It isn’t clear if you use a new set of spices (fresh spices) in step 5 or the fresh spices that you speak of are the ones that you have strained out of the brine before you boil it for 5 minutes

  7. M Mitchell, my apologies. Sometimes I write these things down for myself and then forget that the whole world is going to see them. By “fresh”, yes I do mean “new”. I’m not sure how the old spices and dill could ever be considered “fresh” as they are limp and soggy at that point.

    Also I’m not sure what causes a pickle to be soggy. I’ve been making them this way for over 13 years and never had a soggy batch. The cukes come right from the garden, get their blossom ends scrubbed or cut off and into the crock they go. No chilling, no tannin, no extra chemicals.

    Finally…you need a pickling vinegar. This is not the average white distilled vinegar that is probably in your cupboard right now. The pickling vinegar has a higher % than standard.

    Hoping these notes help, Laura

    Could it be that I am in Canada and I pick my cukes in the morning. The dew is still on the plants (which means a high water content in the vegetables) and I always use a stoneware crock or a big glass jar.

  8. My daughter made these cukes. On the outside of the crock there is a brownish salt like residue. I something wrong with the crock or is it temperature?
    The brine seems to be Ok

  9. In reply to Doris.

    Hi Doris!

    It is hard to say what caused that without seeing it. My first guess would be that you live by the sea and there is a high salt content in the air (as it is on the outside of the crock). However, not knowing your crock…is it a standard pickling crock, sand colored on the outside, dark brown on the inside…it could be the crock is pourous and the salt is leeching through the crock wall. Another guess would be that the water used in the brine had a high mineral content. Either way, if the brine seems okay and the pickles are delicious there is very little that can go wrong with this recipe. The pickles should be crisp and flavorful.

    On a side note I don’t worry too much about the temperature. The coolest spot in my house, also the darkest spot, is where I cure my pickles every year. When I lived in Toronto and visited the St. Lawrence Food Market every weekend there was a seller with a massive crock (4′ high) on the main floor of the market – he cured his cucumbers this same way in all types of temperatures and weather and they were awesome.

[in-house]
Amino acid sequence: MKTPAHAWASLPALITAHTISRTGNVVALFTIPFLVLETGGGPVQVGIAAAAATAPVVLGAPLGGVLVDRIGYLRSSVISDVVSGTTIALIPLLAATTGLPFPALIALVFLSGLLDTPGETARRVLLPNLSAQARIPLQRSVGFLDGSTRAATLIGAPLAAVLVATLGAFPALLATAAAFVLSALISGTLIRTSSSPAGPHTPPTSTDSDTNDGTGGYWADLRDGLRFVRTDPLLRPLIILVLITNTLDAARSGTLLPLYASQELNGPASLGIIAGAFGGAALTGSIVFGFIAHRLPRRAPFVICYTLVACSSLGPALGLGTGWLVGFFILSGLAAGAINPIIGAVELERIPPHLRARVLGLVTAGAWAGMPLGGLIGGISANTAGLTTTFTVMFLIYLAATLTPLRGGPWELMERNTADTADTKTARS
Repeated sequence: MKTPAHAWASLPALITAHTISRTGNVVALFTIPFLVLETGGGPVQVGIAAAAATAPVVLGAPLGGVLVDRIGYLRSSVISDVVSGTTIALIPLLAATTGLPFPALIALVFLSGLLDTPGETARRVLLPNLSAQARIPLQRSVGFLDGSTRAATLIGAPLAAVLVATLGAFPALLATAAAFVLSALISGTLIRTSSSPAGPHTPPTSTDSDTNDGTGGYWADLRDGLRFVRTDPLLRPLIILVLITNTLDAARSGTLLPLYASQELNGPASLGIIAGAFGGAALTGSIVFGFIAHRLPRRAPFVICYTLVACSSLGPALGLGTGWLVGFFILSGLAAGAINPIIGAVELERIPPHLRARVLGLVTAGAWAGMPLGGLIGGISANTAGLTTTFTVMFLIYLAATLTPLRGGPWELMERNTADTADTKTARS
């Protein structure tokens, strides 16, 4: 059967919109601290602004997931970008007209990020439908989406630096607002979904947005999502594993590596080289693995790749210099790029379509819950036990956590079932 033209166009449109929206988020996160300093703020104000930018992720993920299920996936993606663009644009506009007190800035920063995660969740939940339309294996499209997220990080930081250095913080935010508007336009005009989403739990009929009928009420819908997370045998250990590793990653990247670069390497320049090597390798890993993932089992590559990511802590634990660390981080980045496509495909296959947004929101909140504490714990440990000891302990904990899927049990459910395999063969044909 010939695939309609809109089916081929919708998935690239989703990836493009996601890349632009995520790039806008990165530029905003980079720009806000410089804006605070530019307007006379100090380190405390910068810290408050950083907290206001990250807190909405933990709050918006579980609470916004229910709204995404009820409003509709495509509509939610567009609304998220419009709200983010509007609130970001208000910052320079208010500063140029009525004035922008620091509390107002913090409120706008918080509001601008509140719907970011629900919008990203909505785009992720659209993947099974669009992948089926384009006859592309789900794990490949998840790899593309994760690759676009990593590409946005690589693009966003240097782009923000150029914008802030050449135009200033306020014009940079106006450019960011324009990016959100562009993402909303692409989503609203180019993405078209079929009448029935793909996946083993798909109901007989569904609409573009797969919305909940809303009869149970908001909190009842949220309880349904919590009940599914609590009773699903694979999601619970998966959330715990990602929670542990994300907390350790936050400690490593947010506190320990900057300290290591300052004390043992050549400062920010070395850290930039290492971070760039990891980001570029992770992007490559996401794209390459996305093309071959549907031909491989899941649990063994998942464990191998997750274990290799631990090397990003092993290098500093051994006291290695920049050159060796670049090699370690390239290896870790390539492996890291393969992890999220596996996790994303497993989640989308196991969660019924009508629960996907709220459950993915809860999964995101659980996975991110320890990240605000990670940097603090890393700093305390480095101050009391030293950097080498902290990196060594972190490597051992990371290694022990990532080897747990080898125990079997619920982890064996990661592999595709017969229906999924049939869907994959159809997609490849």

10. Edward Biter says:

    Sir,

    I have been crocking pickles the same way for several years now. At the same time, I add cukes, water, vinegar, dill, garlic and peppercorns in a 5 gallon crock. After weighting down the cukes and covering the crock with cheesecloth, I leave them be for 2 weeks until I remove them. It probably isn’t necessary, but I quickly wash the brined cukes in water, slice them into spears and put in clean jars using a new brine mixture that duplicates the original. Then, imediately into refrigeration where they stay their whole life. My pickles have always been great. Is there anything in my process that could be dangerous. Almost every recipe that I see now mentions the “hot boiling water” part of the process.

  11. Ms. Childs,

    When you say “use pickling spices” I am assuming they are the ones with cloves, mustard seed, black peppercorns, dill seed, cardamom, cassia, ginger, coriander, allspice, chili pepper, & bay leaves (Ball mixed pickling spices). Is this the mix you want us to use? I ask because I can only find sporadic things for canning in our area. I have never tried crock pickling before & it seems like something I might like to try.

  12. In reply to Linda.

    Yes, the pickling spice mixture. But you can use your own in whatever ratio you choose. These are just for an added level of flavor and as such can be blended to taste.

  13. In reply to Preston Boomstra.

    I don’t know about ‘forever’ but I personally wouldn’t hesitate to leave them in the crock (as long as the room was moderately cool) for 4 months. I can mine as I like to put projects away – up on the shelf – and not have to maintain or watch crocks and contents.

  14. jerry dorfman says:

    We have had some kirbys soaking in a pickeling brine since Aug 29th. We notice that floating on top of the brine, there is a white residue present that we are wondering about. Is it a warning that the batch has failed and needs discarding or just a process of the pickeling?

  15. mary determan says:

    Laura, I have been making crock pickles for years simply because they are soooo tasty. I do grow my own dill or purchase at farmers market. I wanted to share with you something that you don’t mention and you should try it. to keep the pickles crisp try using grape leaves. I layer the grape leaves, dill and pickles in a fairly large crock along with the salt and seasoning. I swear by it, you should try it.
    Mary

  16. Preston Boomstra says:

    Can I leave my new dill pickles in the brine in the crock forever? Until they’re gone? I did that with some sweet pickles I made last year. Or, must I ‘can’ the dills using a hot water process? Just picked up a few pickles to dill this evening. Thanks.

  17. This will be the first year making crock brine pickles. Typically when making jarred pickles I like to add carrots and beans. Do you or anyone else know whether that will create any fermentation problems???